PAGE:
Coco Noir a generous heart that gradually reveals the striking sensuality of rose, with delicate accents of geranium leaf, a burst of bergamotte, patchouli and tonka bean is already available in stores around the world or online .
See on www.beautyinthebag.com
Many Murano glass companies have a showroom or second showroom in Venice. Among the authentic ones there are of course also the “fake” ones Made in China. Some of the most prestigious companies have of course chosen to have their second showroom on St. Mark Square or anyway nearby.
It is interesting to notice, that two companies who are one in front of the other on the island of Murano have their second showrooms on the opposite corners of St. Mark Square: one is located at San Marco 1468 Campo San Moisè and the other at San Marco 314 Piazzetta Leoncini, they are respectively Carlo Moretti’s and Venini’s showrooms.
Carlo Moretti was established in 1958 and Venini in 1921, while the first focuses a lot on drinking glasses, Murano wine glasses and vases, the second has a tradition of working with designers from all over the world from different fields coming up with interesting solutions both in the object and lighting fields.
If you want to make your own Murano wine glasses you should go for “Make Your Own Glass Experiences” in Milville, NJ. Even though the summer special June-August on drinking glasses advertises as follows:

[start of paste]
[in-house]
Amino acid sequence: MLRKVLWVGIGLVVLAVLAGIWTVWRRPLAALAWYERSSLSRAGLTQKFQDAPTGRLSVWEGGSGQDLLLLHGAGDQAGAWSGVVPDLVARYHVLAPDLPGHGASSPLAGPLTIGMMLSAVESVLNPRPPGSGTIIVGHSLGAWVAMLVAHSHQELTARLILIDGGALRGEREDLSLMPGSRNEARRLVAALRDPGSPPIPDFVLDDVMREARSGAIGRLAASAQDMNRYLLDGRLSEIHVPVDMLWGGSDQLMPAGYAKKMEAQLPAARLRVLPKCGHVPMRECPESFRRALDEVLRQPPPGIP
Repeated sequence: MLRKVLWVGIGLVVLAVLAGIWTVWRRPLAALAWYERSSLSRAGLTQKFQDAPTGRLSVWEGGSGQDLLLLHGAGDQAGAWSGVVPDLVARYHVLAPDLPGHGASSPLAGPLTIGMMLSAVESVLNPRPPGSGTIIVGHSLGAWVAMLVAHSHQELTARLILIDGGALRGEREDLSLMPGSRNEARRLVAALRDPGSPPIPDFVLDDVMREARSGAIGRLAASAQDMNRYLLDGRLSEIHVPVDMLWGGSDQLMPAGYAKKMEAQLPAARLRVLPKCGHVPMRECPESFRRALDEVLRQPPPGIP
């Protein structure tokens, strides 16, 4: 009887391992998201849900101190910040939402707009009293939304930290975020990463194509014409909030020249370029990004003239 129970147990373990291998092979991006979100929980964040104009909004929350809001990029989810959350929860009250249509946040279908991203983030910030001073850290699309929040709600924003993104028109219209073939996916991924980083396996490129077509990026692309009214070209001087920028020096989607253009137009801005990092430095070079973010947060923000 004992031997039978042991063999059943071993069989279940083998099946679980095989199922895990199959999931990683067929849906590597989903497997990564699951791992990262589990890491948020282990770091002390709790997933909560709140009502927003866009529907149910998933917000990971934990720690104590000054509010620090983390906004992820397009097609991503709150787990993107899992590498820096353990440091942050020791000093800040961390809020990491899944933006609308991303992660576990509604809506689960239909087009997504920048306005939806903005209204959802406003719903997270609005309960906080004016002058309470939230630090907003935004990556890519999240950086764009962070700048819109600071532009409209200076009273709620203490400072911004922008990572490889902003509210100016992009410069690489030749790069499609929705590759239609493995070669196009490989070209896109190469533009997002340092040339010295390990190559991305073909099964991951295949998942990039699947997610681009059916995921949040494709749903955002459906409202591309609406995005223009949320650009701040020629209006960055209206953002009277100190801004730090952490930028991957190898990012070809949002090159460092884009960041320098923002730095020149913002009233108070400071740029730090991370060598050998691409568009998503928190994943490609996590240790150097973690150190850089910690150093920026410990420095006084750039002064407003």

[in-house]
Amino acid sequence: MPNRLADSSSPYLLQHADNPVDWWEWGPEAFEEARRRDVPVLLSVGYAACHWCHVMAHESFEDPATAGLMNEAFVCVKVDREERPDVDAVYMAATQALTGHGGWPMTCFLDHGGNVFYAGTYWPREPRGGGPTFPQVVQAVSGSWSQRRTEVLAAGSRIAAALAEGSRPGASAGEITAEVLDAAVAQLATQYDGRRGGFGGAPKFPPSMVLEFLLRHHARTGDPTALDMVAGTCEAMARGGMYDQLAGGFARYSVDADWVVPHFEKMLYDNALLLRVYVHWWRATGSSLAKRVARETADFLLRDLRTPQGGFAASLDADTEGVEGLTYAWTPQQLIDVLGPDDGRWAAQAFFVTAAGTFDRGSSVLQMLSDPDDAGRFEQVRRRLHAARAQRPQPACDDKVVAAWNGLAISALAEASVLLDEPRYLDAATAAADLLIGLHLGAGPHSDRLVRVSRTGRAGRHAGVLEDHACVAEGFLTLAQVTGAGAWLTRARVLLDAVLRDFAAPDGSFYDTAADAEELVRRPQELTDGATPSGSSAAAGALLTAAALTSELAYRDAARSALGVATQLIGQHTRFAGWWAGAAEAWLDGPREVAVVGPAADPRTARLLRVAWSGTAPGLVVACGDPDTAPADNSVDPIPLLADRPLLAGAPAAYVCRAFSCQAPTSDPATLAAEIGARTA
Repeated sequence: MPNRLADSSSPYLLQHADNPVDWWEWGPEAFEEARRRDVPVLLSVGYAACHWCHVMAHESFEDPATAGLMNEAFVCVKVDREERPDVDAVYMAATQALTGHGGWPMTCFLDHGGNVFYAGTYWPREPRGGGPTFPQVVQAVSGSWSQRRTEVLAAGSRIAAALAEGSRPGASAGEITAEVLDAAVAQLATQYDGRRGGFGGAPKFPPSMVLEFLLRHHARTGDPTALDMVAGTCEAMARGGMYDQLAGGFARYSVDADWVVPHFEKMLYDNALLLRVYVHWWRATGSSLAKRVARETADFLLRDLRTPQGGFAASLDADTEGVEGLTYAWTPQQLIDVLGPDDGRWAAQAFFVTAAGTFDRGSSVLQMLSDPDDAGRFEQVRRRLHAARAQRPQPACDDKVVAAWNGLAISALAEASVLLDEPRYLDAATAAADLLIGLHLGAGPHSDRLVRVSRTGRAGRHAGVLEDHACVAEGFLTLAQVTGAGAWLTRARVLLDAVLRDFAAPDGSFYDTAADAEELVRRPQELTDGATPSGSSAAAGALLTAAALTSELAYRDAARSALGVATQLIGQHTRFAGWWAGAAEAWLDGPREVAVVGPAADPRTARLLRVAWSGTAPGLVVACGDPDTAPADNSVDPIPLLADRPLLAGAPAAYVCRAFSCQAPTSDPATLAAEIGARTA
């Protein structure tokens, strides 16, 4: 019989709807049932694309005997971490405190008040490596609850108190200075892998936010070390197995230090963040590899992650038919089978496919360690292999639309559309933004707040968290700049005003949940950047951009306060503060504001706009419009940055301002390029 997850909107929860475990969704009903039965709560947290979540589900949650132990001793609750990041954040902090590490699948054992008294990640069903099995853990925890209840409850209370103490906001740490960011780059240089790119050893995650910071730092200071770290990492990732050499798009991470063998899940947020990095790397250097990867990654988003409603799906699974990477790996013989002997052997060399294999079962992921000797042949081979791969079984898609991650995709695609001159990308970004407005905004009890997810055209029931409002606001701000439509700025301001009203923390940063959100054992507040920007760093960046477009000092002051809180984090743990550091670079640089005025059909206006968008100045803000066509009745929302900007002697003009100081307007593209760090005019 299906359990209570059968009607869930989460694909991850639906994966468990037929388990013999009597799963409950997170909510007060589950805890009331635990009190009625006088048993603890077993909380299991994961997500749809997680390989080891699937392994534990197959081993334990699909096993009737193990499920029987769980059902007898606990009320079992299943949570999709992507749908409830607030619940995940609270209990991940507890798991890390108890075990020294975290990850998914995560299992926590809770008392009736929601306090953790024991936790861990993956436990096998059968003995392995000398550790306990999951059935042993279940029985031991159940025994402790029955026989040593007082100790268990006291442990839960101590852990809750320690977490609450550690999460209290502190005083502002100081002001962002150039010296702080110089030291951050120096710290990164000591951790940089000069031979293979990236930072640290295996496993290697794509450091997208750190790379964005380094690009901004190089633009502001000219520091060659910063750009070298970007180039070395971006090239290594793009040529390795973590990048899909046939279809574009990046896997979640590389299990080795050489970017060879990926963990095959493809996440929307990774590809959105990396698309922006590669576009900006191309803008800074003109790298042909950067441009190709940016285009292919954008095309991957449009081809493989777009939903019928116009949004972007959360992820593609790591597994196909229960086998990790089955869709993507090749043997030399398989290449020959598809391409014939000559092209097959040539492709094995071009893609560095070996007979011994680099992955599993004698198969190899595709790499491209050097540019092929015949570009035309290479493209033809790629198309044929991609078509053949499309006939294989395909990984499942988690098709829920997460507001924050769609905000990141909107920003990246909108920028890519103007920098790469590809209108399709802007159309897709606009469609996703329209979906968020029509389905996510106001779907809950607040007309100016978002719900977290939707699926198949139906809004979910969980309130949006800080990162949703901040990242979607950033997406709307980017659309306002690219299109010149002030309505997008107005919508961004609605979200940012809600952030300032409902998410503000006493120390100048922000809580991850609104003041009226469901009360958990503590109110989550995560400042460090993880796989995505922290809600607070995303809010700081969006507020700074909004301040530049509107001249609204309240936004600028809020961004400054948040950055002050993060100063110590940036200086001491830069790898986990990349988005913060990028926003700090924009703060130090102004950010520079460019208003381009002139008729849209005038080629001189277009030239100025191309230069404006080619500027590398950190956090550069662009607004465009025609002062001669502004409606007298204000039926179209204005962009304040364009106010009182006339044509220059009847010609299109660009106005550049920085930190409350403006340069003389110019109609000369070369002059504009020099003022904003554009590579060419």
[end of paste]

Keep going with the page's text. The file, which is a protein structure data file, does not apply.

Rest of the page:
“Everything tastes better out of glass!
Those long, hot summer days are coming upon us. These are the days when cool water and iced tea are necessary to keep us revitalized! The refreshing beverages of summer will taste so much more enjoyable out of your own handmade drinking glass! Brave that summer heat and we will help you make your very own usable drinking glass in whatever color you desire! Experience glassblowing first hand, and come away with a souvenir to help keep you cool all season!”
you should let them know, only if you are within allowed drinking age range, that you would prefer to blow a set of Murano wine glasses or Murano champagne flutes, because rather than drinking cool water or iced tea you would prefer to share a cool Prosecco bottle with your friends.
Also this year the traditional Regata Storica in Venice will take place on 2 September, the 1st Sunday of the month. Murano glass should be present as per tradition with its piglet made by an associated furnace bearer of the “Marchio Vetro Artistico® Murano”.
Until 2002 the prize for the 4th classified team in the men’s category “Champions Regata on Gondolini” was a live piglet, but due to animal protection laws it is now made of Murano glass.
The Regata Storica is one of the most important events in Venice every year and it is divided into two parts:
-it starts with the “Corteo Storico” featuring a procession of typical venetian rowing boats with rowers in costumes in memory of Caterina Cornaro’s welcome in the city back in 1489. She was the queen of Cyprus who abdicated in favor of Venice back then. The procession starts in the Bacino di San Marco, follows the Canal Grande all the way to the Ponte della Costituzione, the “famous” Calatrava bridge, and back all the way to the floating stage in front of Ca’ Foscari, the University of Venice;